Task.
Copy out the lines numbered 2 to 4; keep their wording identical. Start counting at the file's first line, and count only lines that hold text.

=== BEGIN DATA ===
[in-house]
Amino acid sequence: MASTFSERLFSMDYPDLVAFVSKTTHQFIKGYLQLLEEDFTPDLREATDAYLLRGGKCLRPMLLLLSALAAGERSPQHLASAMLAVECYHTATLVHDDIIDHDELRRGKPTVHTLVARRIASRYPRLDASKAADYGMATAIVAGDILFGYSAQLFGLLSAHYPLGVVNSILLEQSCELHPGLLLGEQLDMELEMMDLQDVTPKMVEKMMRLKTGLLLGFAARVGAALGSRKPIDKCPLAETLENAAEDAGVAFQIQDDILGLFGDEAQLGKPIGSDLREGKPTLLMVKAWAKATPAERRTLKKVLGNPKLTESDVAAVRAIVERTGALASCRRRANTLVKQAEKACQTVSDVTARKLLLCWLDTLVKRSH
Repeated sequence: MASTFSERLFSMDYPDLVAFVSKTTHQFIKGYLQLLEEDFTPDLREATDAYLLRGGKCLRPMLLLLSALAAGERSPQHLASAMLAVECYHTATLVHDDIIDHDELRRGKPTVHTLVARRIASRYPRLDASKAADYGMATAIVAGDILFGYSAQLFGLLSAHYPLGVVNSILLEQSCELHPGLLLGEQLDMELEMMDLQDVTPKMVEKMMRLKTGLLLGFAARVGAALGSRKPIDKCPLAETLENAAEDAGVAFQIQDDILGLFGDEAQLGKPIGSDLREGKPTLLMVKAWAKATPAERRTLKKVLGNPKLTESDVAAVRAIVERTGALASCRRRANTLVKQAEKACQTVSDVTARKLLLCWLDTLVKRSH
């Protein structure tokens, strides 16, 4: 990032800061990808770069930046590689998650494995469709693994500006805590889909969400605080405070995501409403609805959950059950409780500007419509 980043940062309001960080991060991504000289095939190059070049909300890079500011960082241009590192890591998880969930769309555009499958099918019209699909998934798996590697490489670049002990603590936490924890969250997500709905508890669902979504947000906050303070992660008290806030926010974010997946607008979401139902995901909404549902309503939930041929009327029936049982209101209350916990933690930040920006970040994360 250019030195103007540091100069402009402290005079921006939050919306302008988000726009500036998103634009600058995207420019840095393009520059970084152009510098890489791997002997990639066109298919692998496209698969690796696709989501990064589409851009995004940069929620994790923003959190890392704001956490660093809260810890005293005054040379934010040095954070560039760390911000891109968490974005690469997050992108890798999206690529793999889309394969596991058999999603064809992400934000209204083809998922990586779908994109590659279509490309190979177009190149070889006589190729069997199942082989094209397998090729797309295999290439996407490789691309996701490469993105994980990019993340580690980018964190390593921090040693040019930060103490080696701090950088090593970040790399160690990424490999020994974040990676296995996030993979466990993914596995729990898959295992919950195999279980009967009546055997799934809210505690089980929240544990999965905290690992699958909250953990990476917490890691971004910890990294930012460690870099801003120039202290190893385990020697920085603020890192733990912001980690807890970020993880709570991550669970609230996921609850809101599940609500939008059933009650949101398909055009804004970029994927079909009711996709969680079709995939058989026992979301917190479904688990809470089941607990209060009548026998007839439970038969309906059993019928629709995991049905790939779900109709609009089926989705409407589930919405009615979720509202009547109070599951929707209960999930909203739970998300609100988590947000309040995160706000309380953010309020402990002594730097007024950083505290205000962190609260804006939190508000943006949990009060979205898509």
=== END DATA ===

Amino acid sequence: MASTFSERLFSMDYPDLVAFVSKTTHQFIKGYLQLLEEDFTPDLREATDAYLLRGGKCLRPMLLLLSALAAGERSPQHLASAMLAVECYHTATLVHDDIIDHDELRRGKPTVHTLVARRIASRYPRLDASKAADYGMATAIVAGDILFGYSAQLFGLLSAHYPLGVVNSILLEQSCELHPGLLLGEQLDMELEMMDLQDVTPKMVEKMMRLKTGLLLGFAARVGAALGSRKPIDKCPLAETLENAAEDAGVAFQIQDDILGLFGDEAQLGKPIGSDLREGKPTLLMVKAWAKATPAERRTLKKVLGNPKLTESDVAAVRAIVERTGALASCRRRANTLVKQAEKACQTVSDVTARKLLLCWLDTLVKRSH
Repeated sequence: MASTFSERLFSMDYPDLVAFVSKTTHQFIKGYLQLLEEDFTPDLREATDAYLLRGGKCLRPMLLLLSALAAGERSPQHLASAMLAVECYHTATLVHDDIIDHDELRRGKPTVHTLVARRIASRYPRLDASKAADYGMATAIVAGDILFGYSAQLFGLLSAHYPLGVVNSILLEQSCELHPGLLLGEQLDMELEMMDLQDVTPKMVEKMMRLKTGLLLGFAARVGAALGSRKPIDKCPLAETLENAAEDAGVAFQIQDDILGLFGDEAQLGKPIGSDLREGKPTLLMVKAWAKATPAERRTLKKVLGNPKLTESDVAAVRAIVERTGALASCRRRANTLVKQAEKACQTVSDVTARKLLLCWLDTLVKRSH
């Protein structure tokens, strides 16, 4: 990032800061990808770069930046590689998650494995469709693994500006805590889909969400605080405070995501409403609805959950059950409780500007419509 980043940062309001960080991060991504000289095939190059070049909300890079500011960082241009590192890591998880969930769309555009499958099918019209699909998934798996590697490489670049002990603590936490924890969250997500709905508890669902979504947000906050303070992660008290806030926010974010997946607008979401139902995901909404549902309503939930041929009327029936049982209101209350916990933690930040920006970040994360 250019030195103007540091100069402009402290005079921006939050919306302008988000726009500036998103634009600058995207420019840095393009520059970084152009510098890489791997002997990639066109298919692998496209698969690796696709989501990064589409851009995004940069929620994790923003959190890392704001956490660093809260810890005293005054040379934010040095954070560039760390911000891109968490974005690469997050992108890798999206690529793999889309394969596991058999999603064809992400934000209204083809998922990586779908994109590659279509490309190979177009190149070889006589190729069997199942082989094209397998090729797309295999290439996407490789691309996701490469993105994980990019993340580690980018964190390593921090040693040019930060103490080696701090950088090593970040790399160690990424490999020994974040990676296995996030993979466990993914596995729990898959295992919950195999279980009967009546055997799934809210505690089980929240544990999965905290690992699958909250953990990476917490890691971004910890990294930012460690870099801003120039202290190893385990020697920085603020890192733990912001980690807890970020993880709570991550669970609230996921609850809101599940609500939008059933009650949101398909055009804004970029994927079909009711996709969680079709995939058989026992979301917190479904688990809470089941607990209060009548026998007839439970038969309906059993019928629709995991049905790939779900109709609009089926989705409407589930919405009615979720509202009547109070599951929707209960999930909203739970998300609100988590947000309040995160706000309380953010309020402990002594730097007024950083505290205000962190609260804006939190508000943006949990009060979205898509």